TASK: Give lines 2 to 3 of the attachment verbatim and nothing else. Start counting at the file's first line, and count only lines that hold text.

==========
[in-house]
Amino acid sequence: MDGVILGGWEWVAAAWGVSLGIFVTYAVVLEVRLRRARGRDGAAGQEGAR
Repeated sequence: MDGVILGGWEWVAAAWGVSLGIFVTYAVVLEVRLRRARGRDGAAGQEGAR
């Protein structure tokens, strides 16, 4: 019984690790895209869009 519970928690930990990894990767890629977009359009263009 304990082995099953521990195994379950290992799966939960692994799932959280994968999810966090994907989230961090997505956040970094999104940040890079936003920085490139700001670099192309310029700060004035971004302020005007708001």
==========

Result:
Amino acid sequence: MDGVILGGWEWVAAAWGVSLGIFVTYAVVLEVRLRRARGRDGAAGQEGAR
Repeated sequence: MDGVILGGWEWVAAAWGVSLGIFVTYAVVLEVRLRRARGRDGAAGQEGAR